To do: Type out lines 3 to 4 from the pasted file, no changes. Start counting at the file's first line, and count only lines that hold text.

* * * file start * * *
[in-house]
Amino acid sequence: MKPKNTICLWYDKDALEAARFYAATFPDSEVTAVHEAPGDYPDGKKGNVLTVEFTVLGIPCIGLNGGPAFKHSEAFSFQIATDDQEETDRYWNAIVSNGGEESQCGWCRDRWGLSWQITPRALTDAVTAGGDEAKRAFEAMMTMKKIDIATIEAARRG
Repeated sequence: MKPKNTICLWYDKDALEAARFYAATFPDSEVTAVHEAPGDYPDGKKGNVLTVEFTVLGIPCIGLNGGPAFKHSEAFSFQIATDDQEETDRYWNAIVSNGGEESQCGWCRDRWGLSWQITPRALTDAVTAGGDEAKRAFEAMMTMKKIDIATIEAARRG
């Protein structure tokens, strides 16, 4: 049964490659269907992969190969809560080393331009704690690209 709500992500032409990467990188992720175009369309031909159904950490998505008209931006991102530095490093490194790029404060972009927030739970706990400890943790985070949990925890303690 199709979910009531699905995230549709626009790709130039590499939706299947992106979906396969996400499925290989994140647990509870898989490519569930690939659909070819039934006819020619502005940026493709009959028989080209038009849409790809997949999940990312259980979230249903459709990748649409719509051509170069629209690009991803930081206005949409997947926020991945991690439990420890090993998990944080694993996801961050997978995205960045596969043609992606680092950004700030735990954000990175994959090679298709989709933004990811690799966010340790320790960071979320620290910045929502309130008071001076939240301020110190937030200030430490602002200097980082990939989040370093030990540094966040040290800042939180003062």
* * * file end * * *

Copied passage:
Repeated sequence: MKPKNTICLWYDKDALEAARFYAATFPDSEVTAVHEAPGDYPDGKKGNVLTVEFTVLGIPCIGLNGGPAFKHSEAFSFQIATDDQEETDRYWNAIVSNGGEESQCGWCRDRWGLSWQITPRALTDAVTAGGDEAKRAFEAMMTMKKIDIATIEAARRG
């Protein structure tokens, strides 16, 4: 049964490659269907992969190969809560080393331009704690690209 709500992500032409990467990188992720175009369309031909159904950490998505008209931006991102530095490093490194790029404060972009927030739970706990400890943790985070949990925890303690 199709979910009531699905995230549709626009790709130039590499939706299947992106979906396969996400499925290989994140647990509870898989490519569930690939659909070819039934006819020619502005940026493709009959028989080209038009849409790809997949999940990312259980979230249903459709990748649409719509051509170069629209690009991803930081206005949409997947926020991945991690439990420890090993998990944080694993996801961050997978995205960045596969043609992606680092950004700030735990954000990175994959090679298709989709933004990811690799966010340790320790960071979320620290910045929502309130008071001076939240301020110190937030200030430490602002200097980082990939989040370093030990540094966040040290800042939180003062």